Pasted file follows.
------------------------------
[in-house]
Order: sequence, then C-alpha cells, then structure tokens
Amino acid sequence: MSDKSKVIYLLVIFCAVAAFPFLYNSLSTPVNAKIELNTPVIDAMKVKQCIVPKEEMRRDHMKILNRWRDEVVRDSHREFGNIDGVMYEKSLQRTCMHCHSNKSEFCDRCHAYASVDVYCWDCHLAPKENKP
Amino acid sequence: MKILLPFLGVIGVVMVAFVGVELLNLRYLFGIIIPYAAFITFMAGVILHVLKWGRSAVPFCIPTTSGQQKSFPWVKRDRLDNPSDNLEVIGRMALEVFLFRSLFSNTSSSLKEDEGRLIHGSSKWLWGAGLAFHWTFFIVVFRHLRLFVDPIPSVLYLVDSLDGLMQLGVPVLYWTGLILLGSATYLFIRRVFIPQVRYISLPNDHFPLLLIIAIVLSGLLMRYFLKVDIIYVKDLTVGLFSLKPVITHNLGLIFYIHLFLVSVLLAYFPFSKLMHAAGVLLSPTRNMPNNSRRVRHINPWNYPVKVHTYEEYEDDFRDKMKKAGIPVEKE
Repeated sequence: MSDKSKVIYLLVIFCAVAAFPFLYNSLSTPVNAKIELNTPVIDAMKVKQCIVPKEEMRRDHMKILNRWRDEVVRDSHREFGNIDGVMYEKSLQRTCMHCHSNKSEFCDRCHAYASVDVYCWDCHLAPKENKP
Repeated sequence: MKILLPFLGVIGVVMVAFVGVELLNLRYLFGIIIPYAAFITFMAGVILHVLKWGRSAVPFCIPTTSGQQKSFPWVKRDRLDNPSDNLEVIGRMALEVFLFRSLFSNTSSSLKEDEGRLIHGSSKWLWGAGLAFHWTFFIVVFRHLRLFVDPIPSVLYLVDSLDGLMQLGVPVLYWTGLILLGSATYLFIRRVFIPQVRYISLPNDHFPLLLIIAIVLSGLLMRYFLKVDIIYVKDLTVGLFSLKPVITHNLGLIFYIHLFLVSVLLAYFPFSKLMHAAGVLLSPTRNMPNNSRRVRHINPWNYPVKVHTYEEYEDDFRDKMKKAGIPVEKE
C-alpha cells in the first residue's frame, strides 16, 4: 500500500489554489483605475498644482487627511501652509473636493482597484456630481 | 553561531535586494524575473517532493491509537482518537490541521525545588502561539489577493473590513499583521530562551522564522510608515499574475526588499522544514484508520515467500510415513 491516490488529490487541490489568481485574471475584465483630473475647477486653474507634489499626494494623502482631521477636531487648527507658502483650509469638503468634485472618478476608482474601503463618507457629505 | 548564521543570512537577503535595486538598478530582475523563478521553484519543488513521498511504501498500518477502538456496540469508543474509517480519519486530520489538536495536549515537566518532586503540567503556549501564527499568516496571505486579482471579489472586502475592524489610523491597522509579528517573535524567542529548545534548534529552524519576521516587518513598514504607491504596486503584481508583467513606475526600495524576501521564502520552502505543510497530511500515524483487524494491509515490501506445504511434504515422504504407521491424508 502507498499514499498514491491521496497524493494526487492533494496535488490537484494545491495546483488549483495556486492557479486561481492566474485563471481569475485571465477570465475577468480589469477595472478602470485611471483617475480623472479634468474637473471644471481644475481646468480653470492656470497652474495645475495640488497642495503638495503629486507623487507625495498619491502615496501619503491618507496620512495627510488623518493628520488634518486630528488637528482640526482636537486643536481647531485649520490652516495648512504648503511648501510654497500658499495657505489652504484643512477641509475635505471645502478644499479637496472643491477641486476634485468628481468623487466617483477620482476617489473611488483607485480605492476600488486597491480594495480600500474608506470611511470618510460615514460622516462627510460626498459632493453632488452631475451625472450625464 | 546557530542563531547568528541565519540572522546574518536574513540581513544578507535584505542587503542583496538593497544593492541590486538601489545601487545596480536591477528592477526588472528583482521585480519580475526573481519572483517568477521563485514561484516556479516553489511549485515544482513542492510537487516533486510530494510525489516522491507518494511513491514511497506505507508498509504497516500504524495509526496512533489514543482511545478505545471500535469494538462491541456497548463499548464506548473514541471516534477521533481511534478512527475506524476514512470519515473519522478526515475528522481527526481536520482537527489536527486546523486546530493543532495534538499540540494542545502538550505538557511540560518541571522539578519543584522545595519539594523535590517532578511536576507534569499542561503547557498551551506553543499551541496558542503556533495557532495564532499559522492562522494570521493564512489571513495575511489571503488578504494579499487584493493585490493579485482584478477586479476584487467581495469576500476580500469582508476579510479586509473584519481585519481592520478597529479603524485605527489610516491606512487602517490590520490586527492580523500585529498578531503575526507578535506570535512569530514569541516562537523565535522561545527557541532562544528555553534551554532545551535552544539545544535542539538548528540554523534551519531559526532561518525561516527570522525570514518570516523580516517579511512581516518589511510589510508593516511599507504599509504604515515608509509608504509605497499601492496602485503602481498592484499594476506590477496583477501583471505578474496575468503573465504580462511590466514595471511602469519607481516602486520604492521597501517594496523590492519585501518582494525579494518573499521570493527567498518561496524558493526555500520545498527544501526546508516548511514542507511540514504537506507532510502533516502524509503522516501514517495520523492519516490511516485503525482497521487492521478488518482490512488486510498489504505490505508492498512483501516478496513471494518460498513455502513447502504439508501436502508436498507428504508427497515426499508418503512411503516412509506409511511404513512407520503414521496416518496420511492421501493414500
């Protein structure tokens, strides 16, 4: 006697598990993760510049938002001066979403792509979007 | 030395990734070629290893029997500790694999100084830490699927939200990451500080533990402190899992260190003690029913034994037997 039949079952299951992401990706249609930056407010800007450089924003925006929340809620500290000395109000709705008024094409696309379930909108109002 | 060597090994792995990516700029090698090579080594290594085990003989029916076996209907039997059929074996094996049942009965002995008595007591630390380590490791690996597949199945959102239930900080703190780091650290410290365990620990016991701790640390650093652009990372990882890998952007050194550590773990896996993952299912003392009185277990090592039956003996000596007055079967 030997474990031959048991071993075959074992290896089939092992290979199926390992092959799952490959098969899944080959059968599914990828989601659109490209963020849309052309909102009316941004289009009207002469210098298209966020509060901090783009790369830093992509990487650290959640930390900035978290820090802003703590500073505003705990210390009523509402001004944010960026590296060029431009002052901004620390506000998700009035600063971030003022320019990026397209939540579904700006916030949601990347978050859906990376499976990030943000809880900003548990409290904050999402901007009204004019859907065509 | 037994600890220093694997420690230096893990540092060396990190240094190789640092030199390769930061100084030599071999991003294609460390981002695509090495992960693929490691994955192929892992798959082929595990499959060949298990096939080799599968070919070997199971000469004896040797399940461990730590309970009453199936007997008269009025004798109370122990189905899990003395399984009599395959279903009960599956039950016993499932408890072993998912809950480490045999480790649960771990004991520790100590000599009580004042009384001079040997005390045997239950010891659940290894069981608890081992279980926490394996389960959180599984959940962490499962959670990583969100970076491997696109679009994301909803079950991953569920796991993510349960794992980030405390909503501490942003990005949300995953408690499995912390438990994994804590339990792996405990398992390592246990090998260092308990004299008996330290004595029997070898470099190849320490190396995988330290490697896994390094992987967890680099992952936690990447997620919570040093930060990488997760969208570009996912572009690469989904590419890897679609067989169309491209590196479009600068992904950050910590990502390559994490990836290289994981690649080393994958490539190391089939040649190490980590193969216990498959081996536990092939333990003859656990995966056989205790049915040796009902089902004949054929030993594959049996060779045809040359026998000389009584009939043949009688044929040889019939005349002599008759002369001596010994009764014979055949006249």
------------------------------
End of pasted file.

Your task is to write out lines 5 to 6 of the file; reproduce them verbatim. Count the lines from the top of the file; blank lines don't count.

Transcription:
Repeated sequence: MSDKSKVIYLLVIFCAVAAFPFLYNSLSTPVNAKIELNTPVIDAMKVKQCIVPKEEMRRDHMKILNRWRDEVVRDSHREFGNIDGVMYEKSLQRTCMHCHSNKSEFCDRCHAYASVDVYCWDCHLAPKENKP
Repeated sequence: MKILLPFLGVIGVVMVAFVGVELLNLRYLFGIIIPYAAFITFMAGVILHVLKWGRSAVPFCIPTTSGQQKSFPWVKRDRLDNPSDNLEVIGRMALEVFLFRSLFSNTSSSLKEDEGRLIHGSSKWLWGAGLAFHWTFFIVVFRHLRLFVDPIPSVLYLVDSLDGLMQLGVPVLYWTGLILLGSATYLFIRRVFIPQVRYISLPNDHFPLLLIIAIVLSGLLMRYFLKVDIIYVKDLTVGLFSLKPVITHNLGLIFYIHLFLVSVLLAYFPFSKLMHAAGVLLSPTRNMPNNSRRVRHINPWNYPVKVHTYEEYEDDFRDKMKKAGIPVEKE